SharePoint Shops Eying Windows Azure as Office 365 Alternative
A vast majority of Redmond magazine readers are holding off on moving their SharePoint infrastructures to the cloud and the small portion that are typically opt for Office 365. However a growing number of those planning on running SharePoint in the cloud are looking at Windows Azure at the expense of Office 365.
To be sure, even the majority of those planning to move to SharePoint in the cloud are leaning toward Office 365. But an online survey of nearly 500 readers last week showed a surprising and interesting trend: While 66 percent of current SharePoint online users have Office 365 subscriptions (compared with 14 percent using Windows Azure and 15 percent using other cloud providers), of those planning to run SharePoint in the cloud in the future, 55 percent will opt for Office 365 and nearly 29 percent will use Windows Azure.
That points to a segment of SharePoint shops that are turned off by the lack of code portability from older versions of SharePoint. By standing up their own SharePoint servers in Windows Azure, they get the benefit of running their custom or shrink-wrapped apps in the cloud.
"People don't do customization of SharePoint Online using the old method because the product limits what they can do," explained Forrester analyst John Rymer, who, along with colleague Rob Koplowitz, released a study late last month of their own enterprise customer reluctance to move SharePoint to the cloud. "Integration, for example, is pretty limited, and Microsoft will not accept 'just any random code' and the rules indistinct."
Most SharePoint experts I talk to agree with this but whether or not Office 365 is a real deal-breaker depends on the customer's application and overall requirements. "If you want to use all of the content management capabilities, deeper integration into other line of business systems, those are the kinds of customers that will continue to run SharePoint either in their own servers or Windows Azure," said Adriaan Van Wyk, CEO of K2, a provider of a SharePoint workflow app for Office 365 that uses Windows Azure.
When I shared the data with Forrester's Koplowitz, he was intrigued by the number of respondents who are looking to run SharePoint in Windows Azure. "That's a real interesting data point," he said.
For now, only 15 percent of respondents to Forrester's August survey said they were using Office 365 SharePoint Online, up just 3 percent over last year, prior to the release of the enhanced service. That's relatively consistent with our survey, which shows just 17 percent of our readers are running SharePoint in any cloud service.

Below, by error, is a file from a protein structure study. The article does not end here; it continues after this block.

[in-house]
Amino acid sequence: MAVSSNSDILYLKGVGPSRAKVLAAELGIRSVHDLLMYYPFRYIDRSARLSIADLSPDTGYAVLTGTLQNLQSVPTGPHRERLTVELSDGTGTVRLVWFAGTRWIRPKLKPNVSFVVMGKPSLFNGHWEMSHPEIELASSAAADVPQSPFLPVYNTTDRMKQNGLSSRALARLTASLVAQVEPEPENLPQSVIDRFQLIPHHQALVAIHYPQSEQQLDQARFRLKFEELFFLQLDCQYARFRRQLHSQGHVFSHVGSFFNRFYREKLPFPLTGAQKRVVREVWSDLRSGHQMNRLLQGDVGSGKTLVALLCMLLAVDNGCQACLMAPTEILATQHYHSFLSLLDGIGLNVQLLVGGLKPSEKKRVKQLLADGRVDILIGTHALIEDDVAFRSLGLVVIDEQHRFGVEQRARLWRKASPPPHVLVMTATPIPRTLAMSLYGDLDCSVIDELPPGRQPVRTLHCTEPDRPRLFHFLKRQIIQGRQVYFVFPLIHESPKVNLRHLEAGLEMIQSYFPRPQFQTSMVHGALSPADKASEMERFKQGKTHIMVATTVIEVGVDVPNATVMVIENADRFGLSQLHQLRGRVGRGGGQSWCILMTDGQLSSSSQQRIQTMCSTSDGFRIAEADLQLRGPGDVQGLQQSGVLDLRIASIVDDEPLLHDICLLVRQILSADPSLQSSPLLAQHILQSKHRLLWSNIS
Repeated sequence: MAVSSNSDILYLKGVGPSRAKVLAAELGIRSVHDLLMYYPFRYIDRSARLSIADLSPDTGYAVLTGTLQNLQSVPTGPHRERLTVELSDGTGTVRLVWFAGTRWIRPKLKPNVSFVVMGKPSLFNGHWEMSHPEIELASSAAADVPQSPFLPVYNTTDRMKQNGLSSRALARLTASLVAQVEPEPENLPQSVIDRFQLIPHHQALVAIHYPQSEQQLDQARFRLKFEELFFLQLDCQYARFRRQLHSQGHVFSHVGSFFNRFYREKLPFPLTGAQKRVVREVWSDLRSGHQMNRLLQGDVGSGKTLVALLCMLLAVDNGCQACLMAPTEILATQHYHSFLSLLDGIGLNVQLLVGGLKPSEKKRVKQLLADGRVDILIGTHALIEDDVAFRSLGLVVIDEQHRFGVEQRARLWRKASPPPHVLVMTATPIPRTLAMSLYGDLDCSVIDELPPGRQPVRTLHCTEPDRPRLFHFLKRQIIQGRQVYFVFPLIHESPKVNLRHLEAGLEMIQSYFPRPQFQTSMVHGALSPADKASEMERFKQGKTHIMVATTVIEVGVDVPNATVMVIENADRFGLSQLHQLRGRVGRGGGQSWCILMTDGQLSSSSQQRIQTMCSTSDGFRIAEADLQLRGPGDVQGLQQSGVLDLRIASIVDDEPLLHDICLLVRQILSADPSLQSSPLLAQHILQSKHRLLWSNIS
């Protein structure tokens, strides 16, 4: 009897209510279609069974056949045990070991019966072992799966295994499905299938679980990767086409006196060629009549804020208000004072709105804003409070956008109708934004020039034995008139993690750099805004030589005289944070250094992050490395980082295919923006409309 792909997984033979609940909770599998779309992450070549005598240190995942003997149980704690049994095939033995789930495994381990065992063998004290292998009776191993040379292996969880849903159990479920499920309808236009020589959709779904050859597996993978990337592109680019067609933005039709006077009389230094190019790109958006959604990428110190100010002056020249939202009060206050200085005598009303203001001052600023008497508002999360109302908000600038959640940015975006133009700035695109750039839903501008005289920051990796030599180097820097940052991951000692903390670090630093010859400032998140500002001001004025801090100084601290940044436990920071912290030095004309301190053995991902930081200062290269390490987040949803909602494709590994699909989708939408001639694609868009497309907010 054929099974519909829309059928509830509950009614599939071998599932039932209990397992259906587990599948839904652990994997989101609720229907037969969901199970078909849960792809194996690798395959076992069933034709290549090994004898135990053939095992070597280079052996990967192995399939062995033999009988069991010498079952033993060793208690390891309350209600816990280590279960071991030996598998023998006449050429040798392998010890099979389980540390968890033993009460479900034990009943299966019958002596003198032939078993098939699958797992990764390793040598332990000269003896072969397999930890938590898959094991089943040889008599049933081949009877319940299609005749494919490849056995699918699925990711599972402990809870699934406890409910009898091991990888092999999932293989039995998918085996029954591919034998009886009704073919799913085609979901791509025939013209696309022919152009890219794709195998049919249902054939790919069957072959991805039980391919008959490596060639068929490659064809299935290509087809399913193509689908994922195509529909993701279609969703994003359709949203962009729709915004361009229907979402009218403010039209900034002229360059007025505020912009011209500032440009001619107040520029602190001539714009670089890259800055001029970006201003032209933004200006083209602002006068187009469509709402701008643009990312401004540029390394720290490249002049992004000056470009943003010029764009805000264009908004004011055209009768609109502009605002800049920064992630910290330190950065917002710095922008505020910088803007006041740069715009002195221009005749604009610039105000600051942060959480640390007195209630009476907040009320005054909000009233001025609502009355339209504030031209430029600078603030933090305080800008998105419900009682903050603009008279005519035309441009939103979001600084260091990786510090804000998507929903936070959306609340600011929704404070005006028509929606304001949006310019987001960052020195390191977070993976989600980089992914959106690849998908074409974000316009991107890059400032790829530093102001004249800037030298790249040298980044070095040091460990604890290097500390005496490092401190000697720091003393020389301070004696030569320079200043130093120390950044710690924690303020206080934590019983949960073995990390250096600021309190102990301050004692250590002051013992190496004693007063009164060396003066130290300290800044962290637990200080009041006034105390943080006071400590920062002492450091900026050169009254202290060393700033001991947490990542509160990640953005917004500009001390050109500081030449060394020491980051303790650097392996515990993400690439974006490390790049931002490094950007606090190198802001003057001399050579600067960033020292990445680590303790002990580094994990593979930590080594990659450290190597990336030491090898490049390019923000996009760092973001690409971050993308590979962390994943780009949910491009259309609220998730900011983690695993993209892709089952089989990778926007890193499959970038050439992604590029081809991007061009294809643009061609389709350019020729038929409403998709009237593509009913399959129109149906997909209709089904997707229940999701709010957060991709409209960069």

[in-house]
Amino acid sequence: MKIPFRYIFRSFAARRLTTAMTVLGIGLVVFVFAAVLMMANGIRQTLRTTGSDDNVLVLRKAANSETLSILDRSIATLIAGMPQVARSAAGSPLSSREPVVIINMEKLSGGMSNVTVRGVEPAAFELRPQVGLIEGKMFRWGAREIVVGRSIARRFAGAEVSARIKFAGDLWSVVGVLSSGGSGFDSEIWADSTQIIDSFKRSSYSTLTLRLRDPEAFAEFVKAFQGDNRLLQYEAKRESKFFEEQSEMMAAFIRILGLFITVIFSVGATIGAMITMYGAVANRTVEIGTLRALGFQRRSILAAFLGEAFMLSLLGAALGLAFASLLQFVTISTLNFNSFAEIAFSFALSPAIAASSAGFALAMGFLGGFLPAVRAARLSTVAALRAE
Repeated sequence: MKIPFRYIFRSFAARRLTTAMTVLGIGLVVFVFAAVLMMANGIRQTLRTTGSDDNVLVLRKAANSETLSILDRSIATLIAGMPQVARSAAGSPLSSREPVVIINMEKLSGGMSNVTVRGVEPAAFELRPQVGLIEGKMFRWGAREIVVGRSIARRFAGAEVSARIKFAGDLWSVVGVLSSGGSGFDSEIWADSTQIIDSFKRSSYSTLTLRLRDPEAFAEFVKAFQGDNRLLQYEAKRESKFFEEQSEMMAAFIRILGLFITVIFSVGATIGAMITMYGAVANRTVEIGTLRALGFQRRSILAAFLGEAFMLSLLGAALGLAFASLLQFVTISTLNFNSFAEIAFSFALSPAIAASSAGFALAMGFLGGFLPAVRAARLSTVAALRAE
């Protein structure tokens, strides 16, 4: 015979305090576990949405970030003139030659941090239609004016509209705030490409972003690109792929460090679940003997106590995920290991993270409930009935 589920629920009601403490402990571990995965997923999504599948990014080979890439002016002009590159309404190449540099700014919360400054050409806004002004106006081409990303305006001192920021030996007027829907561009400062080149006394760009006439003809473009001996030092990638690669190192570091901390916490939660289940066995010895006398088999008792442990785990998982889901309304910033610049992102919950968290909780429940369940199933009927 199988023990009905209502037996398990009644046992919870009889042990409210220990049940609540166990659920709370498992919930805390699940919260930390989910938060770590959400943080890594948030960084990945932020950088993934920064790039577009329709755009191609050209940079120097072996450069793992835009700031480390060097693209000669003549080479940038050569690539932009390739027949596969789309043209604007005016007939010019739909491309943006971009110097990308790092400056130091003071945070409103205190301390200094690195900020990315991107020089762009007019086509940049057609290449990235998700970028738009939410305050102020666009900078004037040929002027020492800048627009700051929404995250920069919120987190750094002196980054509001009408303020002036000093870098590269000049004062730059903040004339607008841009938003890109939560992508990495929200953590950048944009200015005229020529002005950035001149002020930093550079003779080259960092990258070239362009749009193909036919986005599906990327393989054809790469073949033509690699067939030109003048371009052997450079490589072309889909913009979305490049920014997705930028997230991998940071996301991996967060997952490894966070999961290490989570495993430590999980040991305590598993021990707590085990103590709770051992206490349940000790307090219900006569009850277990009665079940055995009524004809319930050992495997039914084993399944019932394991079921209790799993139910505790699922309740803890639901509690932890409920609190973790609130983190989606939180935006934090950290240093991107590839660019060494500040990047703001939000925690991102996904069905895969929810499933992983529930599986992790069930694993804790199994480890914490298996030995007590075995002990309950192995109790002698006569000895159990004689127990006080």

While smaller organizations are the most obvious candidates to go to SharePoint Online Office 365, especially if they don't have a collaboration solution, larger shops have more complicated decisions to make. Whether or not larger shops are using Office 365, Windows Azure or third-party infrastructure-as-a-service (IaaS) or managed services providers (or any combination of those), the largest trend is toward hybrid implementations where they are adding capacity to existing SharePoint infrastructure incrementally.
"We're probably seeing 80 percent of our customers go hybrid cloud in some way, maybe for example moving My Sites and some of their extranets to the cloud, and keeping their line of business integration on premise for now," said Ben Curry, managing partner at Summit 7 Systems. Curry and a number of other SharePoint MVPs will be sharing their views on this in two weeks at the SharePoint Live! conference in Orlando, Fla., which, like Redmond magazine, is produced by 1105 Media's Enterprise Computing Group.
Are you among the growing number of SharePoint shops looking at Windows Azure (or other IaaS providers) to make your foray into the cloud? Or do you find SharePoint Online Office 365 more appealing?
Posted by Jeffrey Schwartz on 11/04/2013 at 3:34 PM